The convenience store channel has slowly begun to adopt self-checkout registers, presenting unique merchandising challenges. Self-checkouts typically have less space for products to be displayed than a traditional checkout counter, and they require more focus from shoppers to scan products, which can reduce unplanned purchases. Nicole Capes, Senior Manager of Transaction Zones at The Hershey Company, shares how retailers can correctly balance labor efficiencies and shopper satisfaction while still providing the opportunity for unplanned purchases.
Why are more c-store retailers utilizing self-checkout?
Many c-store retailers are looking to self-checkout to help consistently provide a fast, easy and convenient checkout experience. Self-checkouts enable customers to pay how they choose, ultimately driving loyalty. Of the c-store chains that have invested in self-checkouts, roughly 15%of transactions go through self-checkout registers, almost doubling from three years ago (Source: C-store Front-end Shopper Deep Dive, 2023). Self-checkouts also allow retailers to redeploy labor from the front-end to better serve shoppers in other parts of the store. According to Caitlin Reineke, Pre-Sales Engineer at NCR, retailers can save/redeploy roughly 70 labor hours per week with three cash-enabled self-checkout terminals at their front-end.
What’s your advice for c-store retailers that are considering adding self-checkout?
When approaching any front-end project, it’s important to look at it from three lenses.
- Consider productivity and how sales would be impacted.
- Consider operational efficiencies, including how to improve queue wait time.
- Consider whether the project will enhance the shopping experience.
I also recommend engaging a technology provider like NCR to pinpoint the best solution. For example, some self-checkout machines only accept credit cards. However, c-stores still have a high cash utilization rate so stores may need machines with a cash option.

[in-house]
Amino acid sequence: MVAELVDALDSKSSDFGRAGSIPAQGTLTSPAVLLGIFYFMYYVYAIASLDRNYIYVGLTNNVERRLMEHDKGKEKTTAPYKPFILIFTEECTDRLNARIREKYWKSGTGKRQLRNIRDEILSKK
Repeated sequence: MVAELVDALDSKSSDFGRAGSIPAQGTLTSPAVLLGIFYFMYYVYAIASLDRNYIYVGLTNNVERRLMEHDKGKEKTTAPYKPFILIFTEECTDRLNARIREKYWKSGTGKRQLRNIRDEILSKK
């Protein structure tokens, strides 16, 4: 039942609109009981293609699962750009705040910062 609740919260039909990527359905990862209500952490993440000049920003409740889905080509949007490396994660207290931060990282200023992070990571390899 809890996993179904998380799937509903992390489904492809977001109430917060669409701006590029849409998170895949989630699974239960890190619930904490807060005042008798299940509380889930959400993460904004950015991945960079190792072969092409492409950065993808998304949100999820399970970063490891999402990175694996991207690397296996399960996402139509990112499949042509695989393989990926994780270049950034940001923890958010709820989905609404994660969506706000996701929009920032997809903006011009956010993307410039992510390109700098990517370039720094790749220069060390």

What are tips for building a self-checkout merchandising strategy?
It’s important to have a merchandising strategy when self-checkout terminals are installed to avoid a suboptimal shopper experience, added cost and time to retrofit and a potential loss in unplanned purchases. Sixty-four percent of front-end purchases are unplanned (Source: Hershey Shopper Insights), and adopting self-checkouts without a merchandising strategy can reduce front-end sales by up to 20% (Source: IRI 2020, retailer masked). To avoid this, stores should ensure core categories and repetition at each self-checkout terminal to meet shoppers’ needs. Customers do not like to interfere with other shoppers’ space, so products should be within arm’s reach of the transaction space. Once customers are in the process of checking out, which lasts about 65 seconds for a two- to three-item basket, they would rather forego a desired item than look for it. Therefore, it’s recommended to place the top categories, brands and pack types at every register.
Shoppers often like to treat themselves at the end of their shopping journey, and self-checkout registers should allow customers to do so. While 63% of shoppers surveyed were very interested in self-checkout, that interest declined by 7–9% when terminals did not contain items for purchase (Source: Grocery Store Manned/Self-Checkout Shoppers n=1005). Shoppers expect the same experience, regardless of their checkout choice.
What else can retailers do to increase conversion on unplanned purchases?
To boost conversion on unplanned purchases, retailers have a powerful tool—queueing. When executed correctly, queues not only navigate shoppers to their desired choice of checkout, they also encourage shoppers to dwell, even when a line is not present. While product shelves along the wall near the front-end capture shopper's attention (15 seconds on average), this engagement almost doubles to 28 seconds in queues (Source: C-store Front-end Shopper Deep Dive, 2023). Shoppers are much more likely to visually engage with product when it is near them, and ultimately convert more often (42% at queue stores vs 35%). The confined spaces of small-format stores, combined with increased dwell times, allow shoppers to explore and make unplanned purchases.
To conclude, the synergy between queuing and effective self-checkout merchandising presents valuable opportunities for retailers to enhance the overall shopping experience and increase conversion on unplanned purchases. When seamlessly integrated, thoughtful queueing strategies and self-checkout merchandising are key factors in consumer engagement and purchases near the register.
This post is sponsored by The Hershey Company